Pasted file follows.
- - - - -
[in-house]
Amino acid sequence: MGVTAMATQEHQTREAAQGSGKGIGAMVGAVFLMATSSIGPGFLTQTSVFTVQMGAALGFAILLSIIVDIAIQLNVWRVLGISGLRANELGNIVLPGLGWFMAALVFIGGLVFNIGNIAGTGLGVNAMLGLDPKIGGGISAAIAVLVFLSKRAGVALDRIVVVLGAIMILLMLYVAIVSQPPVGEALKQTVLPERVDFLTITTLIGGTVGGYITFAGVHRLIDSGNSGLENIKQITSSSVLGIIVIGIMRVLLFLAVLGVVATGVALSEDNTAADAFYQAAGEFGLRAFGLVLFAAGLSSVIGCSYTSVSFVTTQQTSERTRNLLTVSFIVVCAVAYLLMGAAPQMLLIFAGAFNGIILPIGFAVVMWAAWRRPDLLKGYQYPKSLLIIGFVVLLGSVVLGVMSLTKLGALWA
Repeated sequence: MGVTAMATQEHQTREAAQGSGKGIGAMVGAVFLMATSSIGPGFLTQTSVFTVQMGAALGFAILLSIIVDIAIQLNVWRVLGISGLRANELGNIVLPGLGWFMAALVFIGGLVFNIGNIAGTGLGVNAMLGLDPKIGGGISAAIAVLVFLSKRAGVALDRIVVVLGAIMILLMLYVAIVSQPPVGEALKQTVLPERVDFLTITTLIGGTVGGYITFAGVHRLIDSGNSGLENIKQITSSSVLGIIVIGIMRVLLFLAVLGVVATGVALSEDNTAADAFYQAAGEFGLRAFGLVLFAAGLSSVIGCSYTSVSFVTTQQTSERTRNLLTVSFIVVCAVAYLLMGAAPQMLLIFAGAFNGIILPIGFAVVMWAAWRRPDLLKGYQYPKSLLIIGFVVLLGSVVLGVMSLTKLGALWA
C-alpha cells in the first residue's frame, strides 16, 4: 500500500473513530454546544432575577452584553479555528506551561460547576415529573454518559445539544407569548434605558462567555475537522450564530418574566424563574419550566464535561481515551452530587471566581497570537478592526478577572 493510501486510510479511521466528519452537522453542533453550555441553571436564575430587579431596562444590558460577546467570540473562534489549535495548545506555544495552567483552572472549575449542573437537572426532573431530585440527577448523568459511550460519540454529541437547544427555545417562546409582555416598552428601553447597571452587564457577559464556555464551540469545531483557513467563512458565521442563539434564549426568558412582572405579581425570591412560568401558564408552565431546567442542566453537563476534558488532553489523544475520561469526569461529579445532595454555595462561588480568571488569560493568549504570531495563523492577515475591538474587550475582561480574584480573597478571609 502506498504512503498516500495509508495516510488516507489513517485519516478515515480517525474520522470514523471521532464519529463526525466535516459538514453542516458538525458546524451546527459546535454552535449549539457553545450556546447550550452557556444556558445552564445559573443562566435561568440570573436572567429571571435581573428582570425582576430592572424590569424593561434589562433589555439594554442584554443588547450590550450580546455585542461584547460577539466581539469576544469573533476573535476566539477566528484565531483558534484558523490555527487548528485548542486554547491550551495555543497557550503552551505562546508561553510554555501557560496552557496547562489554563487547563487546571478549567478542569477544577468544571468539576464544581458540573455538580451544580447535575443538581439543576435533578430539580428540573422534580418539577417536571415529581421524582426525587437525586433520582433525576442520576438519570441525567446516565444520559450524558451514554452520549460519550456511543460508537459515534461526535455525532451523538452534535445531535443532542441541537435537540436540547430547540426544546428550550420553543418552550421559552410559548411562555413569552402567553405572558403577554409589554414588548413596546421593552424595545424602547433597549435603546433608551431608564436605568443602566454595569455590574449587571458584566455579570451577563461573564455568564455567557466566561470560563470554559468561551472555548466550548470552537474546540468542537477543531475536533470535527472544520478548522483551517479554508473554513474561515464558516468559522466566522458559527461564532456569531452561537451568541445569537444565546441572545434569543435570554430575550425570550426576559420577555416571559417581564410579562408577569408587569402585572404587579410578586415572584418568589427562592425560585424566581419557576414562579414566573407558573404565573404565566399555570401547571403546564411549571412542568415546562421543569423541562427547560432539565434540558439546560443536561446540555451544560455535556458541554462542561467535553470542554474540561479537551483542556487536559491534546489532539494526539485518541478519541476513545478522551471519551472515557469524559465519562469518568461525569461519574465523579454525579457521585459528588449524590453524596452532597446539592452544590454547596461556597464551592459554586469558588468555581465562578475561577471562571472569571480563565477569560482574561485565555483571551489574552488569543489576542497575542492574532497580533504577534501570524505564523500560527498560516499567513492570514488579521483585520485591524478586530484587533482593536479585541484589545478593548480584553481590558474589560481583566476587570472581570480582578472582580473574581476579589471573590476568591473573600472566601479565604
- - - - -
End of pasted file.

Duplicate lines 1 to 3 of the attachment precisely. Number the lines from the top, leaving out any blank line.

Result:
[in-house]
Amino acid sequence: MGVTAMATQEHQTREAAQGSGKGIGAMVGAVFLMATSSIGPGFLTQTSVFTVQMGAALGFAILLSIIVDIAIQLNVWRVLGISGLRANELGNIVLPGLGWFMAALVFIGGLVFNIGNIAGTGLGVNAMLGLDPKIGGGISAAIAVLVFLSKRAGVALDRIVVVLGAIMILLMLYVAIVSQPPVGEALKQTVLPERVDFLTITTLIGGTVGGYITFAGVHRLIDSGNSGLENIKQITSSSVLGIIVIGIMRVLLFLAVLGVVATGVALSEDNTAADAFYQAAGEFGLRAFGLVLFAAGLSSVIGCSYTSVSFVTTQQTSERTRNLLTVSFIVVCAVAYLLMGAAPQMLLIFAGAFNGIILPIGFAVVMWAAWRRPDLLKGYQYPKSLLIIGFVVLLGSVVLGVMSLTKLGALWA
Repeated sequence: MGVTAMATQEHQTREAAQGSGKGIGAMVGAVFLMATSSIGPGFLTQTSVFTVQMGAALGFAILLSIIVDIAIQLNVWRVLGISGLRANELGNIVLPGLGWFMAALVFIGGLVFNIGNIAGTGLGVNAMLGLDPKIGGGISAAIAVLVFLSKRAGVALDRIVVVLGAIMILLMLYVAIVSQPPVGEALKQTVLPERVDFLTITTLIGGTVGGYITFAGVHRLIDSGNSGLENIKQITSSSVLGIIVIGIMRVLLFLAVLGVVATGVALSEDNTAADAFYQAAGEFGLRAFGLVLFAAGLSSVIGCSYTSVSFVTTQQTSERTRNLLTVSFIVVCAVAYLLMGAAPQMLLIFAGAFNGIILPIGFAVVMWAAWRRPDLLKGYQYPKSLLIIGFVVLLGSVVLGVMSLTKLGALWA